Leite’s Culinaria is Having a Birthday! So I Baked a (Chocolate-Glazed Banana) Bundt Cake

One of my all-time favorite culinary sites, Leite’s Culinaria, hosted by one of my all-time favorite bloggers, David Leite, is having a birthday! And, because it’s what I do on special occasions, I baked a cake.

Nothing super-fancy or tricky, mind you. Just a good, basic, chocolate-and-banana comfort-food cake that will come out fine even for those in a hurry or who never went to pastry school. And, of course, I chose a cake that I thought, virtually speaking, David and his staff would really enjoy feasting on. Notice that slices are cut, and plates are waiting.

If you are among the few foodies on the Internet unfamiliar with Leite’s Culinaria (tag line: “Hot Food, Dry Wit”) or its founder, David Leite, you need to go the site and get yourself up to speed right now. There are literally many weeks’ worth (well, twelve years, actually) of stories and food to savor (including, I’m proud to say, some recipes of mine).

Did I mention that David is not only a justly acclaimed culinary website host but a very nice guy and an excellent–and sometimes very funny–writer? In this story about his “emotional baggage of nuts,” (really!) he confesses, “….well, Brazil nuts were too weird for me then, and I still don’t like them now. It’s like biting into a flavorless, oily macadamia nut. (Desculpe, all my Brazilian brethren, but it’s the truth.) Almonds in their shells reminded me of peach pits sucked dry by toothless octogenarians.”

And he’s just winding up: “No nuts of any kind can or should be added to chocolate chip cookies. Period. It’s an abomination against God and the memory of Ruth Wakefield, the creator of the cookie.” He goes on (read more here), but you get the idea. He really does have a nut problem!

Anyway, since the featured guest is not actually here to enjoy the cake, I will force myself to eat it for him. But in case he wants to replicate it, I’ve provided the recipe below.

David, may you and your pride and joy live long and prosper, my friend.

Banana-Chocolate Chip Bundt Cake with Chocolate Glaze

I love banana and chocolate together, and they pair perfectly in this gratifying, but not overly rich home-style cake. (The Good & Easy Satin Chocolate Glaze is here.) Be sure to use really soft, over-ripe bananas, and mash them very well. Oh, yes, and since David has a nut problem, never, ever, add any to this recipe. 

2 1/2 cups unsifted cake flour
2 teaspoons baking powder
1/4 teaspoon salt 
1/2 cup (1 stick) unsalted butter, cool but not cold and hard
1/4 cup corn or canola oil
1 1/4 cups granulated sugar
1 1/4 cups thoroughly mashed over-ripe banana (3-4 medium bananas)
1/4 cup low-fat or regular milk
2 large eggs, at room temperature
2 1/2 teaspoons vanilla extract
1 cup semisweet chocolate morsels 
 Glaze Recipe
Preheat the oven to 350 degrees F. Very generously grease a 10-inch Bundt pan, or a 10-inch tube pan with removable bottom; or spray with nonstick spray. Evenly but lightly dust the pan with flour all over, then tap out the excess.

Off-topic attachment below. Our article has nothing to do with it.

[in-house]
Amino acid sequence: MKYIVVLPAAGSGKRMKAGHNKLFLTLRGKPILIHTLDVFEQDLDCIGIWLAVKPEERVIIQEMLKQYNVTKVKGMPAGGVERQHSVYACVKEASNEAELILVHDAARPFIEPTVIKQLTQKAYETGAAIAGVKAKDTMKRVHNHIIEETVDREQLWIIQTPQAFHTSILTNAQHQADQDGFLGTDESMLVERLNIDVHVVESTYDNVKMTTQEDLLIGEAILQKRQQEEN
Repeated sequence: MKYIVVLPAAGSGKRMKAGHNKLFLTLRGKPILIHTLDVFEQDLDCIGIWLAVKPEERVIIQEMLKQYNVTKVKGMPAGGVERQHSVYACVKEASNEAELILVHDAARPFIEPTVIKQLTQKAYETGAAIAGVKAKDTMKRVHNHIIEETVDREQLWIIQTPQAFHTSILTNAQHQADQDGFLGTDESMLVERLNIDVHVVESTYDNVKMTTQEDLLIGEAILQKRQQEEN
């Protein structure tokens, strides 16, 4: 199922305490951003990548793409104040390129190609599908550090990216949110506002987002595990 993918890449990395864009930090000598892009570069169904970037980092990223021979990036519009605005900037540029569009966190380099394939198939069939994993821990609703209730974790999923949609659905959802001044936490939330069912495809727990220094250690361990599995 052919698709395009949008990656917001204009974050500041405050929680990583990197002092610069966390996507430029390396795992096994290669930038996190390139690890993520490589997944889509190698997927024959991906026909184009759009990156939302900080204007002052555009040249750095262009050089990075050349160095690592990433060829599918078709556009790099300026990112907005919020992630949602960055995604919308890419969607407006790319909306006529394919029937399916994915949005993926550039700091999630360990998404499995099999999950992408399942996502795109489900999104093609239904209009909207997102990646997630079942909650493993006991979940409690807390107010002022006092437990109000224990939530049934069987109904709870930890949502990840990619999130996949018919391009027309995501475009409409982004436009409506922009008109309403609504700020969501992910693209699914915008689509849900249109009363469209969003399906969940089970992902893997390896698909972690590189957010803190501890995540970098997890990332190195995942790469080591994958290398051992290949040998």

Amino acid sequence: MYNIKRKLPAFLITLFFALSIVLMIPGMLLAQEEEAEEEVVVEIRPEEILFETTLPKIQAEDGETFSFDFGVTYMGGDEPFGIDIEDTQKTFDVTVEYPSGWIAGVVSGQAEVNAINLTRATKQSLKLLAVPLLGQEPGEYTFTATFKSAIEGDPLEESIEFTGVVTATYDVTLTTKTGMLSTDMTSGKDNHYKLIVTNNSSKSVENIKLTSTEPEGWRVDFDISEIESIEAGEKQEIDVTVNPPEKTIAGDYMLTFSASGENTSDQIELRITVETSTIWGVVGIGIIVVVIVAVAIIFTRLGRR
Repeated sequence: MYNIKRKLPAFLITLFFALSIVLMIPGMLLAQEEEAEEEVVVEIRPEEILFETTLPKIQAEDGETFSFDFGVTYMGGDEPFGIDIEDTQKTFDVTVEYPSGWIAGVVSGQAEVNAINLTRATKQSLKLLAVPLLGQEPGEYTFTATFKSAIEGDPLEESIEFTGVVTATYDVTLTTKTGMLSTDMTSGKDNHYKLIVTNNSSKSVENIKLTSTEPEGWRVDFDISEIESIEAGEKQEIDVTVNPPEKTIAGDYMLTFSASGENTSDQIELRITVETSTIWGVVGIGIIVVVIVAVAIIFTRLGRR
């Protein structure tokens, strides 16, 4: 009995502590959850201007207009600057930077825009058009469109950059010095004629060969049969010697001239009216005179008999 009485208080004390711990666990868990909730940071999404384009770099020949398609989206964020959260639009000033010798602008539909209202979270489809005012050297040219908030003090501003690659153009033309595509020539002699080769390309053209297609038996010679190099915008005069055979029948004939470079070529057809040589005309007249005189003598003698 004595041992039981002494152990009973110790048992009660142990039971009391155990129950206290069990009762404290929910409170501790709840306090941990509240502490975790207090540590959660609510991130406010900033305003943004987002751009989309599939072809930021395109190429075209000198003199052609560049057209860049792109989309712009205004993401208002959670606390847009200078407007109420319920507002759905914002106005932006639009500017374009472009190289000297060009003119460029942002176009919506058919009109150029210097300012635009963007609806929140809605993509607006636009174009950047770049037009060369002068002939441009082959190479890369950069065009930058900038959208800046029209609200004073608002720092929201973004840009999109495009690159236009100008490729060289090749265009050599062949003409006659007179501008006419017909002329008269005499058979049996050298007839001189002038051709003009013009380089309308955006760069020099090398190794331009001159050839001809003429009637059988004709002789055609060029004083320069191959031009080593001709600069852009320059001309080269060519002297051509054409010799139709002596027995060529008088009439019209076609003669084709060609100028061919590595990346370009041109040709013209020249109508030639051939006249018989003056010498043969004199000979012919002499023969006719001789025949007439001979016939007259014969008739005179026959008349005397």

Sift together flour, baking powder and salt onto a sheet of wax paper. In a large mixer bowl with the mixer on low, then medium speed, beat the butter, oil, and sugar until very light and fluffy, about 1 1/2 minutes; scrape down bowl as needed. Add the banana and beat until very smooth. With mixer on low speed, beat in half of dry ingredients. Beat in milk, eggs, and vanilla; scrape down the bowl sides. Stir in remaining half of the dry ingredients and chocolate morsels just until evenly incorporated and smooth.
Turn out batter into pan, spreading to edges until evenly distributed. Bake (middle oven rack) for 50 to 60 minutes or until the top is browned and a toothpick inserted in the thickest part comes out clean and the top springs back when lightly pressed. Transfer pan to wire rack and let stand until cake is completely cooled. Very carefully run a knife around pan edges and center tube to loosen cake from sides and bottom. Rap pan sharply against counter several times to loosen completely. Invert pan and slide out the cake, or, if a tube pan is used, run a knife under cake bottom and then invert.

Prepare the glaze following the recipe here. Let the glaze cool and thicken, stirring occasionally, until it has enough body to slowly flow (but not run). Then spoon it over the cake, allowing it to flow attractively down the sides. The cake keeps, covered, 3 or 4 days.  Makes about 12 servings.

If cake just isn’t your thing but the chocolate sounds good, how about chocolate pots de creme or rocky road fudge or classic brownies

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  1. says

    Okay, Faye, add nuts to your version, since David says it's okay! David, if I'd have lived closer, I'd have dropped off the cake to you. But, so sorry, since it's only virtual, my hubby and I ate it for you. (It was as gratifying as I said!) Anyway, you and Leite's Culinaria really have enriched both my professional and personal life–thank you!

  2. says

    Nancy, I'm so incredibly touched that not only did you offer up a birthday wish…but a birthday cake, too! It looks fantastic, and I've posted the image and a link to the recipe on our birthday celebration page.

    LC is richer for all your delicious contributions!